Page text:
It transpires that an action was begun in Police Court here a few days ago by Stephen Rogers of Hartford, Ct., against Mrs. Hall and E. N. Grant, charging them with passing as man and wife, though not married.


The New York Times, June 10, 1892


CHICAGO. June 9. -- Suit for breach of promise of marriage and $950,000 has been instituted in the Superior Court by Mrs. Jessie Hall, a former actress, whose stage name was Dorothea Lewis, against James W. Paige of Hartford, Conn. Mr. Paige is manufacturer of the Paige type-setting machine.

Mrs. Hall's attorney says she made the acquaintance of Paige two years ago while playing in Hartford. He became infatuated with her and upon his solicitation she left the stage and went to live with him under promise of marriage. Paige delayed the ceremony, pending the completion of negotiations with New York capitalists under which his machine was to be put on the market with a capital of $8,000,000. Finally, he said the matter had been settled, and the date for the wedding was fixed for April 22 last at Milwaukee.

Paige came home one night and severely beat Mrs. Hall and mother, it is charged. A week later Mrs. Hall and Paige left Hartford for Milwaukee, where they arrived on April 21. Paige accused her of flirting with a good-looking clerk, and finally declared he would not marry her. She says that by threats he induced her to sign a contract releasing him. She returned to Hartford, but, by the advice of counsel, came to Chicago and began a suit for breach of promise. She says he promised to give her $800,000 out of the royalties from the sale of his machine.

It developed to-day that Mrs. Hall was in a Justice's court a few days ago on a charge of illegally living with Edwin M. Grant as his wife. Paige says he knows nothing about this case.


Chicago Daily Tribune, June 11, 1892

Joseph [sic] W. Paige, Who Has Been Sued for $950,000 for Breach of Promise.

HARTFORD, CONN., June 10. -- [Special.] The report of the breach of promise suit of Mrs. Jessie Hall against James W. Paige has created a sensation here where all the parties are well known. For ten years or more Paige has been working here getting his typesetting machine in marketable shape. He expended fully $100,000 of capital furnished by Hartford men who had confidence in his invention. He had a comfortable salary while prosecuting his work, lived well, and was well known around town. He is about 50 years old and is understood to be a widower. The record of the pretty blonde actress is only partly known. Her first stage experience is said to have been with J. C. Lewis, who was a Hartford bartender. When Paige recently negotiated with Chicago capitalists to form a company to manufacture his machine he took Jessie with him to Chicago. His refusal to marry her resulted in frequent quarrels and she wrote to Edwin M. Grant, in whose house she boarded here, to come to Chicago. He made a trip there about two weeks ago and returning resigned his place last Saturday and again left the city. It is understood here that Paige telegraphed him to come to Chicago and procure evidence which will defeat Jessie's attack on Paige's pocketbook.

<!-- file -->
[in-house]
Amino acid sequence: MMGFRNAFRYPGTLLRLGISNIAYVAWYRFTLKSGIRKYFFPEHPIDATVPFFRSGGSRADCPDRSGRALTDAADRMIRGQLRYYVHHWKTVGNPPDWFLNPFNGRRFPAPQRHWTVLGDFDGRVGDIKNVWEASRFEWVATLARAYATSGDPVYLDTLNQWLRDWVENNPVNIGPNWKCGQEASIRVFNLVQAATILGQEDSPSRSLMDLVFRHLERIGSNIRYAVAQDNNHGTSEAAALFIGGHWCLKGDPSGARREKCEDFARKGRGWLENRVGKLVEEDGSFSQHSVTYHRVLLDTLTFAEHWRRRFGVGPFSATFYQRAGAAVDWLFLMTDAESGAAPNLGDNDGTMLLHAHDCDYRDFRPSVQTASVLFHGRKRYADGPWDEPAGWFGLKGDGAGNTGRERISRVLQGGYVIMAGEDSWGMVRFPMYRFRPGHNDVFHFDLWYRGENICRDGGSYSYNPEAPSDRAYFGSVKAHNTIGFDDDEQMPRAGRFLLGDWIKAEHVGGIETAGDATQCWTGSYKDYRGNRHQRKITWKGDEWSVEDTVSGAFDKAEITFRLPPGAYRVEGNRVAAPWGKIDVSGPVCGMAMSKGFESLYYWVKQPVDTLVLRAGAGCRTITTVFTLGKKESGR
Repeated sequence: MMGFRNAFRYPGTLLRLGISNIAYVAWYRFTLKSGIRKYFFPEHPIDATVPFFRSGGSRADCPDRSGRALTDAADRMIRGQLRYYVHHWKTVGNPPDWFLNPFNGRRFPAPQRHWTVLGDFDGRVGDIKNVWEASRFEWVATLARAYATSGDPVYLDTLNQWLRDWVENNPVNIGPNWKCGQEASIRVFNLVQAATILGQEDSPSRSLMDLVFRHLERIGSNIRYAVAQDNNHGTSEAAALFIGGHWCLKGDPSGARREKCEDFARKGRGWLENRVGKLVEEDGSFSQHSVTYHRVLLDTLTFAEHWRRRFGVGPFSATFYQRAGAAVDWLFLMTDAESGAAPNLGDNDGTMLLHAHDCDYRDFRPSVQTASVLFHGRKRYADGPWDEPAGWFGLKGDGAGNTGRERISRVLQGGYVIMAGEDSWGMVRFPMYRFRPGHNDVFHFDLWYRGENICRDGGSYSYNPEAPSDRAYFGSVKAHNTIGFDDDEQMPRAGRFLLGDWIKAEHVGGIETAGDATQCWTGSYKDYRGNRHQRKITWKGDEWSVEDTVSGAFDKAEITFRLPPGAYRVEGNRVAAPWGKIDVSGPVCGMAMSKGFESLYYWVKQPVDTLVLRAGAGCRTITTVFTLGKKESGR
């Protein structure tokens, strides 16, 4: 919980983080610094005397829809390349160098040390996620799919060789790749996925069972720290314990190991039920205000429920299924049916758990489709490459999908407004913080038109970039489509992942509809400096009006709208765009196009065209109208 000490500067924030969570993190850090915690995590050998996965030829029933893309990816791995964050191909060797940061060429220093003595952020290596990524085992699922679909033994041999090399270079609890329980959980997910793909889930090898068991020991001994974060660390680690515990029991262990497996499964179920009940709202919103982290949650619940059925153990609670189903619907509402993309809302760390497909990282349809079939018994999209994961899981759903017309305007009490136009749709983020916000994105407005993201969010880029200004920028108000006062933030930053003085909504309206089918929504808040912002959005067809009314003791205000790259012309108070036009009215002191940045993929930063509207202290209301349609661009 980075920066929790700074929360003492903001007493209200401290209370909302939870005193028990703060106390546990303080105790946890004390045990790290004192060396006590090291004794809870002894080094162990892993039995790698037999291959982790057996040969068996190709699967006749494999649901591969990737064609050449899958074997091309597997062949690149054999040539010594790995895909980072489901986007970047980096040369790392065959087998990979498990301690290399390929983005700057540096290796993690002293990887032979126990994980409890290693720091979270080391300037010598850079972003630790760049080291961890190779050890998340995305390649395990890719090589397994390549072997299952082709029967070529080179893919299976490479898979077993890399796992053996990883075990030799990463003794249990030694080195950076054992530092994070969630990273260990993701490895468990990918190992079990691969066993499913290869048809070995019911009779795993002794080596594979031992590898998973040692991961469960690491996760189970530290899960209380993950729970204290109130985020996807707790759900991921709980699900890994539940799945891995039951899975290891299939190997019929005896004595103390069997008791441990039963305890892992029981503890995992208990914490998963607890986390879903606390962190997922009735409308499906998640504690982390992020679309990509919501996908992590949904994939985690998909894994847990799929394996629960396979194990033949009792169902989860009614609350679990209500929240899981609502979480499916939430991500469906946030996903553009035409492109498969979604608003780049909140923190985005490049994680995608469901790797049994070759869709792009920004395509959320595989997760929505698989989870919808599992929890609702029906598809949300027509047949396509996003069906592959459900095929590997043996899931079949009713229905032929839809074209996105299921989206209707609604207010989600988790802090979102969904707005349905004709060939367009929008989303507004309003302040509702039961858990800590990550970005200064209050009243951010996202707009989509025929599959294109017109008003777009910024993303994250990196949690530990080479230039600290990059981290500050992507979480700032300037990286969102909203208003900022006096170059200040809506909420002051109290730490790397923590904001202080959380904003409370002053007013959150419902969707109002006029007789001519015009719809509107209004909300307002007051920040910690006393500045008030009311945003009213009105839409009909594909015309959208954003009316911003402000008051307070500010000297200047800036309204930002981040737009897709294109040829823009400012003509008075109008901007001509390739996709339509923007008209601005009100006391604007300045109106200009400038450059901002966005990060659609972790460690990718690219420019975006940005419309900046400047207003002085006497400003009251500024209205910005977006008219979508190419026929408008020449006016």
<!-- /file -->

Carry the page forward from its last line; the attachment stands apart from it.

Fitchburg (Massachusetts) Sentinel, June 25, 1892

Another Alleged Husband of Jessie Hall Turns Up.

HARTFORD, June 25. -- The $800,000 breach of promise suit of the blonde actress, Jessie Hall, against J. W. Paige, the Chicago inventor of typesetting machines, has involved a new and interesting phase. Jessie continues to have had remarkable matrimonial experiences, if latest reports are to be credited. Five men have at one time or another played the role of husband, and a new one turned up here Thursday, and started for Chicago yesterday to help Paige out of his scrape.

George H. Hamilton, who says he has been connected with the New York newspapers, claims to have been married to Jessie in New York in July 1891, and he produces a marriage certificate in proof of his union. He had not been in Hartford for months, and had lost track of his wandering spouse until Thursday, when he dropped off a New York train at the Hartford depot, and accidentally ran across Steve Rogers who has been for a month past flying back and forth between Hartford and Chicago in the interest of Mr. Paige.

Rogers told Hamilton of his discoveries in Chicago, where Jessie had been quartered at the same hotels with Ed Grant, a dashing Hartford clothing clerk. Hamilton hastened with Rogers over to her residence to talk over the matter with her. She shut the door in his face, as she has in that of everybody who has called to talk about her prosecution. He now has acceded to Rogers' suggestion to go to Chicago in Paige's interest, and left for that city yesterday noon with Rogers. Hamilton says that after he joined his fortunes with Jessie they organized a small theatrical company, but she soon left, as there was more glory than profit in the tour.

Edwin M. Grant was arrested in Chicago a few weeks ago at the instigation of Steven Rogers, who is his father-in-law, for unlawfully living with Miss Hall. Mrs. Grant, who, with her husband, is in this city, defends Jessie Hall, and claims that her marriage with Hamilton in New York was illegal, a former divorce being granted her from one Hall, on condition that she should never marry in New York state.

Mrs. Grant says she once overheard James W. Paige ask Jessie Hall to become his wife, while they were occupying the sitting room in her house.


The Washington Post, June 25, 1892

Jessie Hall's Alleged Husband.

HARTFORD, Conn., June 24 -- George H. Hamilton claims that we was married last July to Jessie Hall, the woman who is suing Millionaire Paige, of this city, for $950,000 damages for breach of promise. Hamilton hails from Malone, N.Y. He says Miss Hall lived with his adopted father before marrying him. He says her maiden name was Mullenhall, and that her father was a priest at Houston, Tex.

The lawsuit against James W. Paige was Case #S-140309 filed in the Superior Court of Cook County, Illinois. On February 17, 1893, both the attorneys for Paige and Hall signed a document dismissing the case without cost.

Related Twain - Paige items:
"Mark Twain, James W. Paige and the Paige Typesetter"
The New York Times, March 30, 1892
Chicago Daily Tribune, May 7, 1892
Scientific American, March 9, 1901 (includes rare photos)
The New York Times, November 13, 1927
The New York Times, October 1, 1940